Of course, the biggest lyrical surprise comes courtesy of “Send My Body” which is an oddly jubilant track told from the perspective of a man on death row who’s … actually not all that upset about it. Heck, he’s having a grand old time actually, and he’ll continue having it just so long as his final wishes are met. It’s tracks like this as well as the brutally honest “Reasons I Cheat” that just shouldn’t work and yet somehow do due to their execution (pun actually not intended for that former track).
Sure, a track like “There’ll Always Be A Honky-Tonk Somewhere” might be a little dated at this point (and unfortunately not really all that true considering most artists are found online now), but for its time and even now, Storms Of Life continues to be one of the finest country albums released. Its consistency and sharp elements help to establish why Travis was the heart of country music in 1986.
GUITARS, CADILLACS ETC. ETC.
If Randy Travis represents the heart of country music, Dwight Yoakam represents its future. Well alright, that sounds weird considering this album features the most classic country covers out of these three albums, but that’s actually the point. When Yoakam bust out on the scene with a cover of Johnny Horton’s “Honky Tonk Man,” he did it in a way that was livelier and more energetic, showcasing how he could honor the genre’s roots while still pushing it into a new era. As such, it’s hard to say much about Guitars, Cadillacs, Etc. Etc. other than that.
Yoakam first bust out onto the scene by not being involved with it at all. That could explain why he was never really accepted in Nashville despite scoring hit after hit. Before releasing his debut album, Dwight honed his craft in Los Angeles, away from the Urban Cowboy movement that was going on in country music at the time. He played punk rock venues and clubs with acts like X and The Blasters. Here, he found a niche audience that was different from the ones being catered to by country radio.
One doesn’t need to look very far though to hear Yoakam’s commitment to country music though. While this is the one album of the three that feels more like a collection of fantastic songs rather than something with a cohesive flow, it still maintains its consistency to deliver a real batch of quality. The jaunty “I’ll Be Gone” is a fun little tune, and “Bury Me” with Maria McKee shows Yoakam’s uncanny ability to be a little experimental with his songwriting ideas (what other country song at this point was talking about freeing the soul?).
The title track also continues to be one of the finest country songs around, showing how even in the glory age of the ’80s, chasing that dream in Nashville still sucked, and yet the passion for music made it all worth it. “Twenty Years” and “Miner’s Prayer” are also very strong efforts on the songwriting front, with both being short and to the point in their messages which again, showed a testament to Yoakam’s strengths as a writer.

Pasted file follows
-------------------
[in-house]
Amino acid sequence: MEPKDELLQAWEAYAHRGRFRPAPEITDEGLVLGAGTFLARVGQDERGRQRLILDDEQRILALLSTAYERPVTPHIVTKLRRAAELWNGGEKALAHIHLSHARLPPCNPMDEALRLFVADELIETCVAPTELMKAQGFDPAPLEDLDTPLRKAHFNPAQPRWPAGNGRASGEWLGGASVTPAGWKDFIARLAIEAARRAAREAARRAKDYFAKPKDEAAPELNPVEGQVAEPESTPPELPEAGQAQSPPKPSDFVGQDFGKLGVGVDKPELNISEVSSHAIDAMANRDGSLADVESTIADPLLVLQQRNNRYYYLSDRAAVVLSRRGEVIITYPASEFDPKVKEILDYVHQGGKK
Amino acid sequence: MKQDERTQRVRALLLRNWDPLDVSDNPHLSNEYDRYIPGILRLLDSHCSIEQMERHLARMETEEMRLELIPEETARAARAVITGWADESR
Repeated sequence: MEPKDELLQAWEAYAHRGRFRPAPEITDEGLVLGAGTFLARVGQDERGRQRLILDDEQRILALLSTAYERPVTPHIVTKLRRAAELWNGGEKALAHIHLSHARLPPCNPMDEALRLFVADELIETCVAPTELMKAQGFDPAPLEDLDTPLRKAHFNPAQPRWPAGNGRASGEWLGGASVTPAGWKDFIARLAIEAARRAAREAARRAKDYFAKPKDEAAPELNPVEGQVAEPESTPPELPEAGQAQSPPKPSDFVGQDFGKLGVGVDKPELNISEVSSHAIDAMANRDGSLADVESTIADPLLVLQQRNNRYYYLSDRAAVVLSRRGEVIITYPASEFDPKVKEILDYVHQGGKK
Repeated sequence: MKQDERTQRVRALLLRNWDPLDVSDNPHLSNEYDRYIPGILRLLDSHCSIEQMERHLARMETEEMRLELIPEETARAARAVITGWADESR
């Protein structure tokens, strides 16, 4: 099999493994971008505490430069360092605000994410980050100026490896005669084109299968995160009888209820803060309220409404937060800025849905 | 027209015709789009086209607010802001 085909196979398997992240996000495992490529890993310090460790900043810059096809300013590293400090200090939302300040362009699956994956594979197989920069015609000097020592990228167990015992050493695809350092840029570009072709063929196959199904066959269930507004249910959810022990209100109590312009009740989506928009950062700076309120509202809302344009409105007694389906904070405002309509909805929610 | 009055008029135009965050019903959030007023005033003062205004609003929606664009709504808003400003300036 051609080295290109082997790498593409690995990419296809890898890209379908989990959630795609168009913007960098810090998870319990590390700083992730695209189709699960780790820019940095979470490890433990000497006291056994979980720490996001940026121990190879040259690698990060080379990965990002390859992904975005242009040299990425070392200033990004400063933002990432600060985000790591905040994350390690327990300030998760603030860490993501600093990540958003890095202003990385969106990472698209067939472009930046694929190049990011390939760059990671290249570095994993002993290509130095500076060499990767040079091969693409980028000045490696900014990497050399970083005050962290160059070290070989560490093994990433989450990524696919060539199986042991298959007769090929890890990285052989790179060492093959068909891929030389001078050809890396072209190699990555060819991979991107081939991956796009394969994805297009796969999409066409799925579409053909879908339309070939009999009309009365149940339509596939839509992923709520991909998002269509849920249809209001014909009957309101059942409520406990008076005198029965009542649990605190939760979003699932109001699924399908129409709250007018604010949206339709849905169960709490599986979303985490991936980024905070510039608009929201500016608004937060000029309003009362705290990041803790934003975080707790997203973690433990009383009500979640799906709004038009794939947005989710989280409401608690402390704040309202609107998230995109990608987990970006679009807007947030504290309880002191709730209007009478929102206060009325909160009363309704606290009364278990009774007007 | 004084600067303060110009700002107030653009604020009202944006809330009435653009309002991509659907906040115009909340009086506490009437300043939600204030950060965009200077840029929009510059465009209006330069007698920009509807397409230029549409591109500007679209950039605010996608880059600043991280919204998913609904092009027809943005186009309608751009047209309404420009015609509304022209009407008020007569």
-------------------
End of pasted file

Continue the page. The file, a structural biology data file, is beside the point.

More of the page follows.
Sure, Yoakam would get more experimental with further releases, but Guitars, Cadillacs, Etc. Etc. remains one of Yoakam’s quintessential albums for bridging together both the traditional-country fans and “new” country fans of the era.
Steve Earle would not enjoy a very long career in country music. In fact, after his next album, he was out almost completely. Where Travis represented the heart of country music and Yoakam represented the future, Earle represented the spirit of it. He didn’t give a damn what the record executives wanted from him, and much like Yoakam, he didn’t play too hard and fast by the rules of what country should sound like either.
And yeah, Guitar Town is certainly not without its faults. The dated 80’s production really rears its ugly head on more than a few tracks, and you could also argue that this was more “different” rather than “revolutionary.”
Still, it’s regarded as one of his best for a dang good reason. What shines out the most is Earle’s fiercer personality and sharp writing. A track like “Goodbye’s All We’ve Got Left” is just as straightforward and bitter as the title implies. The title track itself was more of a comedic, tongue-in-cheek look at life on the road told in a way only Earle could tell.
Along the way you just get to some absolute fun, rocking jams like “Hillbilly Highway,” and “Good Ole Boy (Gettin’ Tough)” which hinted at his later love for harder rock music. The thing is though, Earle acted like Mr. Tough Guy, but in reality, he wasn’t. He was a father who made a sweet sentimental song like “Little Rock ‘n’ Roller” fit right in, and “Fearless Heart” showed what happened when he let down his guard for love. This dual perspective isn’t something I picked up on until I took another listen to this recently.
This album also carries some of the finest songs of the 80’s in “My Old Friend The Blues” and “Someday.” The former is just a very straightforward country tear-jerker, but its execution has always been where it’s shined. The latter track is really where the Bruce Springsteen influence shows up in his work, with that fiercer attitude complimenting this song nicely. Even “Down The Road” is a great album closer due to its willingness to keep the listeners on their toes in terms of its changing tempo.
Earle would get louder, bolder, and more pissed-off on later albums, but this remains one of his most consistently great projects to date.